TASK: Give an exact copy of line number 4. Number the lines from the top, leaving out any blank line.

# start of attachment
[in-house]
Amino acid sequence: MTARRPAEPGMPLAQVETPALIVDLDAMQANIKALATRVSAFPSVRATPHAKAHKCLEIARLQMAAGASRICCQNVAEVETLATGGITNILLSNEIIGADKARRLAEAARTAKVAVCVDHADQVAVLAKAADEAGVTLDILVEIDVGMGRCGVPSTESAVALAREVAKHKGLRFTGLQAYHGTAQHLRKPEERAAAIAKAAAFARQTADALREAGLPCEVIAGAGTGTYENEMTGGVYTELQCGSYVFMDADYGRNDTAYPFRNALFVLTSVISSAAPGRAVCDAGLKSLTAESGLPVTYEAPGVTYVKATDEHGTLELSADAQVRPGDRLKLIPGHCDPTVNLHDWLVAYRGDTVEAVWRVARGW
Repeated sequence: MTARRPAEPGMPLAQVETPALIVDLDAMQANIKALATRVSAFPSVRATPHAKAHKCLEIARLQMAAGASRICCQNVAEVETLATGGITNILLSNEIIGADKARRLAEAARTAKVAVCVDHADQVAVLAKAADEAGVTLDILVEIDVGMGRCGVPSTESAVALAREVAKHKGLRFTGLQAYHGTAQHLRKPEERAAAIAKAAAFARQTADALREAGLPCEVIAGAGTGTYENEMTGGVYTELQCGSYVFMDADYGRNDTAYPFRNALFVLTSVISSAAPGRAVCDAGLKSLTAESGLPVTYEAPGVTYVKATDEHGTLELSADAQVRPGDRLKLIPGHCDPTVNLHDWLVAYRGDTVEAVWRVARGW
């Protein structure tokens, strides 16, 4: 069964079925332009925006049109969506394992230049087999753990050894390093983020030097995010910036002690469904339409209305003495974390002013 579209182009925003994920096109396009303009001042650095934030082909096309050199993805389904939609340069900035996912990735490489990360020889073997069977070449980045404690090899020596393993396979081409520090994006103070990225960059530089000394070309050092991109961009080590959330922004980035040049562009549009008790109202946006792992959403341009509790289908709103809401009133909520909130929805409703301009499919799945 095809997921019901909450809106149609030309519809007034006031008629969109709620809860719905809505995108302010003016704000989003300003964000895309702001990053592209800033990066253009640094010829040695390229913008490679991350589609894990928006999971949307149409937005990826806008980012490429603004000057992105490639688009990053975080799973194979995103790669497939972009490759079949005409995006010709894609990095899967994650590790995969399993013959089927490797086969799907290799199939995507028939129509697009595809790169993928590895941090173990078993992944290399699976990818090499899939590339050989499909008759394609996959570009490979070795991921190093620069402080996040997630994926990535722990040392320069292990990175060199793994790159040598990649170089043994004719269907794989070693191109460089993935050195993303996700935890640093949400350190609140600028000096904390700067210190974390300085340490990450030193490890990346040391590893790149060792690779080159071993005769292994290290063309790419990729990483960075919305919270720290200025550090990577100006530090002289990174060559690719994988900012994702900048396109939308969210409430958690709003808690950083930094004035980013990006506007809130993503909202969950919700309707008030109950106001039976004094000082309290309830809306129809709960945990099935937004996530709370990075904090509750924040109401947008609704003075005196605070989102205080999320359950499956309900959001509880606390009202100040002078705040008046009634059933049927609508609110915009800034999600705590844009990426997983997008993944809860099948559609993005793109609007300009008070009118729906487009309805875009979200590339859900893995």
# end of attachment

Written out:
């Protein structure tokens, strides 16, 4: 069964079925332009925006049109969506394992230049087999753990050894390093983020030097995010910036002690469904339409209305003495974390002013 579209182009925003994920096109396009303009001042650095934030082909096309050199993805389904939609340069900035996912990735490489990360020889073997069977070449980045404690090899020596393993396979081409520090994006103070990225960059530089000394070309050092991109961009080590959330922004980035040049562009549009008790109202946006792992959403341009509790289908709103809401009133909520909130929805409703301009499919799945 095809997921019901909450809106149609030309519809007034006031008629969109709620809860719905809505995108302010003016704000989003300003964000895309702001990053592209800033990066253009640094010829040695390229913008490679991350589609894990928006999971949307149409937005990826806008980012490429603004000057992105490639688009990053975080799973194979995103790669497939972009490759079949005409995006010709894609990095899967994650590790995969399993013959089927490797086969799907290799199939995507028939129509697009595809790169993928590895941090173990078993992944290399699976990818090499899939590339050989499909008759394609996959570009490979070795991921190093620069402080996040997630994926990535722990040392320069292990990175060199793994790159040598990649170089043994004719269907794989070693191109460089993935050195993303996700935890640093949400350190609140600028000096904390700067210190974390300085340490990450030193490890990346040391590893790149060792690779080159071993005769292994290290063309790419990729990483960075919305919270720290200025550090990577100006530090002289990174060559690719994988900012994702900048396109939308969210409430958690709003808690950083930094004035980013990006506007809130993503909202969950919700309707008030109950106001039976004094000082309290309830809306129809709960945990099935937004996530709370990075904090509750924040109401947008609704003075005196605070989102205080999320359950499956309900959001509880606390009202100040002078705040008046009634059933049927609508609110915009800034999600705590844009990426997983997008993944809860099948559609993005793109609007300009008070009118729906487009309805875009979200590339859900893995």